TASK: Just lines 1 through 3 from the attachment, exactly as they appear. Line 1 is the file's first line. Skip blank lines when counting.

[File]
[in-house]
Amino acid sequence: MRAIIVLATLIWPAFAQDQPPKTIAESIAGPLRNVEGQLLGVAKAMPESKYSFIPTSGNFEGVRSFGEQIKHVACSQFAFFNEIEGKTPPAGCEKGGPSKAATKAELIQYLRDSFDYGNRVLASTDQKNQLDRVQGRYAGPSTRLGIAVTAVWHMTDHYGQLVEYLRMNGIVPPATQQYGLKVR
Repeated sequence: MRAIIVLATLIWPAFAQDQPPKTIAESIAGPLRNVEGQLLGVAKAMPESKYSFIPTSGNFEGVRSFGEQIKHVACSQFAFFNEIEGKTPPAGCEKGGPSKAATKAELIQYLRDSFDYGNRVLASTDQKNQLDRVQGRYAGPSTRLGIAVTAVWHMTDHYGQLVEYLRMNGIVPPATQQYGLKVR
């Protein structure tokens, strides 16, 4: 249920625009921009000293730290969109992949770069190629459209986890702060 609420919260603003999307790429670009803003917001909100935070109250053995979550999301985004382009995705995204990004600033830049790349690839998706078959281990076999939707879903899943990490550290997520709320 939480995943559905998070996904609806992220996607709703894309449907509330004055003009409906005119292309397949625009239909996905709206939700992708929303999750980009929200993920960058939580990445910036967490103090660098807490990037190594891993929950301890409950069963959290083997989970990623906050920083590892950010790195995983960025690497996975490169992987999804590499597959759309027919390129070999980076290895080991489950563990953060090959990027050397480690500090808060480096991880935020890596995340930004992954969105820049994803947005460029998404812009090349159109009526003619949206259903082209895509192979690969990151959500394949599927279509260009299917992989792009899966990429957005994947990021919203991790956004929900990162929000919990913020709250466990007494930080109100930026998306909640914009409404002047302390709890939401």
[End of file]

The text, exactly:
[in-house]
Amino acid sequence: MRAIIVLATLIWPAFAQDQPPKTIAESIAGPLRNVEGQLLGVAKAMPESKYSFIPTSGNFEGVRSFGEQIKHVACSQFAFFNEIEGKTPPAGCEKGGPSKAATKAELIQYLRDSFDYGNRVLASTDQKNQLDRVQGRYAGPSTRLGIAVTAVWHMTDHYGQLVEYLRMNGIVPPATQQYGLKVR
Repeated sequence: MRAIIVLATLIWPAFAQDQPPKTIAESIAGPLRNVEGQLLGVAKAMPESKYSFIPTSGNFEGVRSFGEQIKHVACSQFAFFNEIEGKTPPAGCEKGGPSKAATKAELIQYLRDSFDYGNRVLASTDQKNQLDRVQGRYAGPSTRLGIAVTAVWHMTDHYGQLVEYLRMNGIVPPATQQYGLKVR